Max Frei cranesbill  Geranium sanguineum ‘Max Frei’ Height: 8 inches Spread: 12 inches Flower Color and Season: Fuchsia late spring to early summer Foliage: dark green. Red in fall

Tiarella spring symphony Spring Symphony Tiarella Slightly fragranced, pink flowers Height: 6″ Spread: 8-10″ Dark green foliage, mounded shape with flowers that bloom in May-July. Shade-loving plant that is great as a groundcover or as a border/edger

Blue star amsonia  Amsonia tabernaemontana Height: 24 inches Spread: 36 inches Flower Color and Season: Blue late spring to early summer Foliage: light green. Yellow in fall

Gold Dicentra Bleeding Heart! Aren’t these flowers sweet?! These perennial shrubs generally grown 24-30” x 18-30”, depending on the variety, and bloom in the spring-early summer. This is a low-maintenance, partial sun or shade shrub that is considered a cottage garden classic! FUN FACT: Depending on where you’re from, this shrub known as either a Bleeding Heart or Lady in the Bath! Lady in the Bath?! Yes!! Because if you turn the flowers upside down, that’s just what they look like

Peony – These flowers are just breathtaking! Blooming in late spring to early summer, peonies have 6 flower types, 4 colors, and varying fragrance levels, so there is sure to be a variety that would work in your landscape! Peonies prefer a sunny spot with well-drained soil but are a perfect choice for a Minnesota garden because the cold winters are the perfect chill needed for bud formation. FUN FACT: In Greek mythology, Paeon, a student of the god of medicine and healing, was saved by Zeus from his mentor’s jealous wrath by being turned into a flower, the Peony!

[]Columbine  The resilient columbine grows best in full sun or light shade, with moist, fertile soil. The flower has a deep history in many cultures, and for many centuries, Christians believed that the columbine represented seven gifts of the Holy Spirit, including: wisdom, intellect, reverence or piety, strength, advise, knowledge and fear of God. FUN FACT: The root of the name columbine, columba, is Latin and means dove. But the columbine’s true Latin name is Aquilegia which translates to mean eagle. It was so named because the spurs of this flower reminded some observers of the the talons of an eagle. How neat is that? That’s pretty neat!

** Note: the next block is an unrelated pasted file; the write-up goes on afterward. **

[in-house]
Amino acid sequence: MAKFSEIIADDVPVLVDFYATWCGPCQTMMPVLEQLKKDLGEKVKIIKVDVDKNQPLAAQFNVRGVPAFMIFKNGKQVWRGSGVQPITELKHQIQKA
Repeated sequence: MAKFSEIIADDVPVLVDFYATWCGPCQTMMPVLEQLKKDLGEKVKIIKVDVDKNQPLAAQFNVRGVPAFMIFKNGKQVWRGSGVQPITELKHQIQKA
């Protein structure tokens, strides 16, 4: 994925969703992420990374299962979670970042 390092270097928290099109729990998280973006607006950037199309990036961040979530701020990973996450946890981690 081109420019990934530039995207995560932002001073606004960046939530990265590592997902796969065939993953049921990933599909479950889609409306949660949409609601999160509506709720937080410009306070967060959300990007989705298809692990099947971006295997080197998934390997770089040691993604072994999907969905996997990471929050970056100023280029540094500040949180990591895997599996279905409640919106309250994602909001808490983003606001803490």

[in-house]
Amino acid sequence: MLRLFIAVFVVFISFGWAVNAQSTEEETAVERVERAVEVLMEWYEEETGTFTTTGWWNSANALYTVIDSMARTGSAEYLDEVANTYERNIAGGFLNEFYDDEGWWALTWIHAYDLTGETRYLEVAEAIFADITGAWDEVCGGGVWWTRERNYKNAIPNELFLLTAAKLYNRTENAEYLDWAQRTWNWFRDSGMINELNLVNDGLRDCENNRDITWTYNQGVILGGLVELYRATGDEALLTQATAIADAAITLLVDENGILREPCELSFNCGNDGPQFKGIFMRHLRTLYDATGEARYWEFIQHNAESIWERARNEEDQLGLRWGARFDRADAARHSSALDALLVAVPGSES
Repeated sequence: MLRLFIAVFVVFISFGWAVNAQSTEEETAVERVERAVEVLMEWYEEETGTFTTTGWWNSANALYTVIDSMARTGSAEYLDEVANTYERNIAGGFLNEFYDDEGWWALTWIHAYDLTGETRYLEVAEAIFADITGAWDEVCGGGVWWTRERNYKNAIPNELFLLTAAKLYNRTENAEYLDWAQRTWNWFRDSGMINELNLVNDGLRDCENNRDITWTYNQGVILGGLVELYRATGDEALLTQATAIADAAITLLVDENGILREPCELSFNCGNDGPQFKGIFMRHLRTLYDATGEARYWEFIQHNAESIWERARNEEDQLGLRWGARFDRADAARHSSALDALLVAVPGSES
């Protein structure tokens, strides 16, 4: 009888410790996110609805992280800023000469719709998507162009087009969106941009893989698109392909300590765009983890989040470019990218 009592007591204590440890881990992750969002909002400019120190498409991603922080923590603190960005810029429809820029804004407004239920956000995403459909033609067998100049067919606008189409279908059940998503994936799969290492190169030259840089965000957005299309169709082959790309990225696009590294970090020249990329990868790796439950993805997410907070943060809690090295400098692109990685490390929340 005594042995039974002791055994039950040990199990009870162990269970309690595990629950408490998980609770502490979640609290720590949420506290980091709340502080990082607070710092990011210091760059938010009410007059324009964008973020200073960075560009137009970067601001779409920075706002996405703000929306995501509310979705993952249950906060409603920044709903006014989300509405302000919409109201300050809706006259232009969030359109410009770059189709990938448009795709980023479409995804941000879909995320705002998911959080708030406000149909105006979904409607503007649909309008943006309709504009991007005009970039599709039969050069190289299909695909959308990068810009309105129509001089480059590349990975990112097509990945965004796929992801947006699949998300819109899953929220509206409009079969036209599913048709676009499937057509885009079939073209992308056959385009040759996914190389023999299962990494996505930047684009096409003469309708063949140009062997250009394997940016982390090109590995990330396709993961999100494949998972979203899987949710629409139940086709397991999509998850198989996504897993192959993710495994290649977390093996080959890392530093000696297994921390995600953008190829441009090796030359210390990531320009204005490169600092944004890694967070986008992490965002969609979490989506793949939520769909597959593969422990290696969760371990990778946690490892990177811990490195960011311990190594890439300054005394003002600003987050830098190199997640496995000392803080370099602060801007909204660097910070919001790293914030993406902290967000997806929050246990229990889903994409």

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Living with Black Walnut Trees

When dealing with mature trees many times we just think about the shade factor and if the tree has dense or dappled areas under it. Also root competition comes to mind as well as dry ground from rain being caught in the canopy before it can get to the soil. But some trees emit substances that can negatively affect near by plants and Black Walnut is one of the most notorious for harming it’s neighbors.

As a popular choice for shade canopy, Black Walnut is also grown for its lumber production and dye properties in its ‘fruits’. The concern lies in the production of Juglone which is in the roots, leaves, nut husks and even carried by water dripping of its leaves during rain. Areas effected by a tree go well beyond the canopy through the root structure and may effect nearby roots as far as ½” away.

The only real solution to black walnut toxicity is to install tolerant plants. Fortunately there a few plants that show little or no effect in relation to Juglone toxins. Many symptoms are a mimic of diseases or physiological disorders so look up before diagnosing a plant. Even cutting the tree won’t solve the problem since the roots still contain the chemical.

Plants to steer clear of are: Nightshade (tomatoes, peppers etc), yews, Pines, Azalea, Potentilla, Hydrangeas and lilacs. Some resistant to Juglone include: Cherry, Crabapple, maples, dogwoods, carrots, onions, snap beans, arbor vitae and daylilies. Checkout the Morton Arboretum  for a comprehensive list of plants.

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